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Meg Hillier backs charity RSBC to provide support to children with sight loss in Hackney

Meg Hillier, MP for Hackney South and Shoreditch, has pledged her support to improve the lives of blind and visually impaired children, young people and their families in Hackney. This follows a meeting with charity Royal Society for Blind Children (RSBC) who is behind a new campaign to increase awareness of the disproportionate number of families affected by sight loss in this part of the capital.

Local authority figures for 2017 show that there are 245 under 17s registered visually impaired in Hackney. This is almost five times greater than other comparable local authorities in London, such as Tower Hamlets and Waltham Forest. What’s more, the real figure is likely to be greater still, as many families face barriers to registration. Registration of a child’s visual impairment is important because this is often when families become aware of the support that exists in their community to help them adjust to a diagnosis and understand the practical assistance available to them.

RSBC, which provides frontline, post diagnosis support to affected families in England and Wales and whose headquarters are in the borough, is very concerned about this prevalence of childhood sight loss, which is closely linked to the high rate of social and economic disadvantage in the area. The charity currently supports 48 families in Hackney and wants more people in the community affected by sight loss to know that help is available.

Hackney has one of the highest child poverty rates in England according to 2018 figures from the Child Poverty Action Group. Based on its expertise and long history of supporting families affected by sight loss RSBC has long understood that visually impaired children are more likely to come from a poor background than their sighted peers. However, with rapid and tailored post diagnosis support from its network of Family Support Workers, RSBC can equip families with the knowledge and support to live beyond the diagnosis, which can otherwise leave them feeling isolated and unable to see a future.

Commenting on her involvement in the campaign, Meg Hillier said, “Early diagnosis and support for blind and visually impaired children is vital. Without this their life chances fall way behind sighted children. I’m delighted that RSBC is now based in Hackney and is supporting so many Hackney children.”

Dr Tom Pey, Chief Executive at RSBC said, “We have a clear goal in Hackney, which is to ensure that every parent, irrespective of their back round, social or economic status, knows that we are here to provide tailored support, whether it be to provide emotional support, help with benefit applications, or introducing them to the many life changing activities we run for visually impaired young people. We’re confident that Meg Hillier’s involvement in our campaign will help raise awareness of this little known problem and ultimately improve the life chances of children growing up with sight loss.”

With the backing of Meg Hillier, RSBC wants every blind or visually impaired child in Hackney to get the best possible start in life. Every £500 raised for the charity supports another Hackney family in need.

Click here for more information on RSBC’s Hackney services and ways to support the campaign

Hackney Case Study

Single parent Janet and her son Nathan are currently receiving support from RSBC. Janet and Nathan live in Hackney in shared housing, where they have one room to themselves. Janet wants to work and be financially independent and is training to be a social worker. Life for the pair has been an uphill struggle, with no other family in the country to help out.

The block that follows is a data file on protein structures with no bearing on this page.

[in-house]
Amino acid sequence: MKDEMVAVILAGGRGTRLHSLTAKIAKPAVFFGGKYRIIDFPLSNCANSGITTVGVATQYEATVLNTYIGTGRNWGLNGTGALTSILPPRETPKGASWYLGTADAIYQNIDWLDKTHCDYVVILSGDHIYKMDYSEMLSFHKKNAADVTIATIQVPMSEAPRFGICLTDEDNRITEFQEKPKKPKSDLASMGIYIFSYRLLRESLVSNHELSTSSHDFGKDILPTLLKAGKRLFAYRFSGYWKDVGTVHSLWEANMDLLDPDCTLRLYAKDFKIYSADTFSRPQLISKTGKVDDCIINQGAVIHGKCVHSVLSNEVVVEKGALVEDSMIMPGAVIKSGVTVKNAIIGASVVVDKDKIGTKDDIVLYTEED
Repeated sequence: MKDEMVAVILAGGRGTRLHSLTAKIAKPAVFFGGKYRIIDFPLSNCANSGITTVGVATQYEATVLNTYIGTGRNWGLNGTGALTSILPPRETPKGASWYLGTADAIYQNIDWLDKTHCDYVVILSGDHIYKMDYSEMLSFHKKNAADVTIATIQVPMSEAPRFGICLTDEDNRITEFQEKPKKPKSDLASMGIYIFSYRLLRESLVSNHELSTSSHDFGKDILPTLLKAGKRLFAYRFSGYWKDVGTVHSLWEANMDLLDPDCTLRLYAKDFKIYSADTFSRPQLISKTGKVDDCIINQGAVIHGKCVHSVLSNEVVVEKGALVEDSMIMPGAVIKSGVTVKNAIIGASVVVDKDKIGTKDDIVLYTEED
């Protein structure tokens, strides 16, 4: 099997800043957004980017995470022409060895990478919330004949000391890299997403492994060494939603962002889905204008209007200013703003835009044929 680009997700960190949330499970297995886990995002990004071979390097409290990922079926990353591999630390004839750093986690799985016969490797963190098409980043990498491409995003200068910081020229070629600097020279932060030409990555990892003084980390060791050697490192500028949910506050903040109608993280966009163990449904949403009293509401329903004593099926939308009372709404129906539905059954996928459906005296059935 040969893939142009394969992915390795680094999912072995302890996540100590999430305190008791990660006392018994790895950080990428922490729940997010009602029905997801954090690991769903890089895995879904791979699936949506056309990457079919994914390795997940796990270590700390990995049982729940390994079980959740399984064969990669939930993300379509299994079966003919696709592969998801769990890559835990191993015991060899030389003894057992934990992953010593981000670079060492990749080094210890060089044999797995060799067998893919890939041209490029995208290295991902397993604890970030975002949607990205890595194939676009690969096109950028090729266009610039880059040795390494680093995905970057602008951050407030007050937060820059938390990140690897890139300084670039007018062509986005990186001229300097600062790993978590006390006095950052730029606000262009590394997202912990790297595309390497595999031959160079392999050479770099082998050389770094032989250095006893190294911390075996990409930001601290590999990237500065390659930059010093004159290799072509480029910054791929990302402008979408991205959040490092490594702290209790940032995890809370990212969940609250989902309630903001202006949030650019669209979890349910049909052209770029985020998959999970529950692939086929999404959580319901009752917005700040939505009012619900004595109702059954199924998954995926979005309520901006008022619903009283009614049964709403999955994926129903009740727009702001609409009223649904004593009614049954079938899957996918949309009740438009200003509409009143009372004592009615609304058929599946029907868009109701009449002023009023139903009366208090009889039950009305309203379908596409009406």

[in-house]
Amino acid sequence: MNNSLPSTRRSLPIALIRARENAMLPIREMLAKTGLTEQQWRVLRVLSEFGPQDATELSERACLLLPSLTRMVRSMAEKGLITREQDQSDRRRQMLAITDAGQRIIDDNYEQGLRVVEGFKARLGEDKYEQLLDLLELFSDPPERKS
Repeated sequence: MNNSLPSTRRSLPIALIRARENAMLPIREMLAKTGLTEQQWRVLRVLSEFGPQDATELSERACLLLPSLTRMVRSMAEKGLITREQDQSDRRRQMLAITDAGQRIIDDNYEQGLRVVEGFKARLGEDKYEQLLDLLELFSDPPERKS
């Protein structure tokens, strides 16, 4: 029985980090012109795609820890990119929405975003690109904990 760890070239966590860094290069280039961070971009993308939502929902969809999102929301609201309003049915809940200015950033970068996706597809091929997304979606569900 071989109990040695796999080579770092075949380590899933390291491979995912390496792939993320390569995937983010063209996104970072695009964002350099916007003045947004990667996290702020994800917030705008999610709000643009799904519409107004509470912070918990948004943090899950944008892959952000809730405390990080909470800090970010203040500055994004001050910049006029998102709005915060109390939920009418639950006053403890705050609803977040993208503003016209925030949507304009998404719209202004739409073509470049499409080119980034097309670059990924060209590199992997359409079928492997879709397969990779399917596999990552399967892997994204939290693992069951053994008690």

Janet struggles financially and has a tough time balancing the demands of looking after her visually impaired son and her full time studies.

Janet says, “Nathan has Nystagmus and high degree myopia which severely affects his sight. When he was born I was told that his sight would get worse in the future. I was completely devastated.”

“When Nathan was a baby, his condition didn’t really impact on us much, but now that he is nine and growing fast, his visual impairment is really affecting his behaviour at school and at home. I do find it very difficult to cope at times. Nathan is often bullied about his condition at school, which obviously makes him feel very sad and it’s heart-breaking. ”

“We live in temporary accommodation provided by the local authority, it’s very small and we live far away from the school. This means that Nathan feels isolated from his friends at school and he has nobody to play with locally. This whole situation is making us both feel very frustrated.

In January 2018, Janet was referred to RSBC by The Hackney Learning Trust. Crucially, Janet now has a dedicated expert to provide support to both of them.

Janet says, “Before I discovered RSBC, I had no one to talk to about my life with Nathan. Our Family Support Worker, Erick, has helped me with many aspects of my financial problems, including my housing benefit claim and our application to the local authority for more suitable accommodation.

Erick has also helped Nathan to get involved in some activities for blind and visually impaired children to help build his confidence and help him tackle some of the issues he is dealing with at school. He suggested that Nathan went along to some of RSBC’s fun activities, like robot making and climbing, which he has really enjoyed. Also I’m delighted that he has made a couple of friends and always comes home smiling.”

“Erick told me from the start that I can call him whenever there is something I need to talk about or sort out. It means a lot to me, it’s very important, it cheers me up. I don’t feel so alone these days.”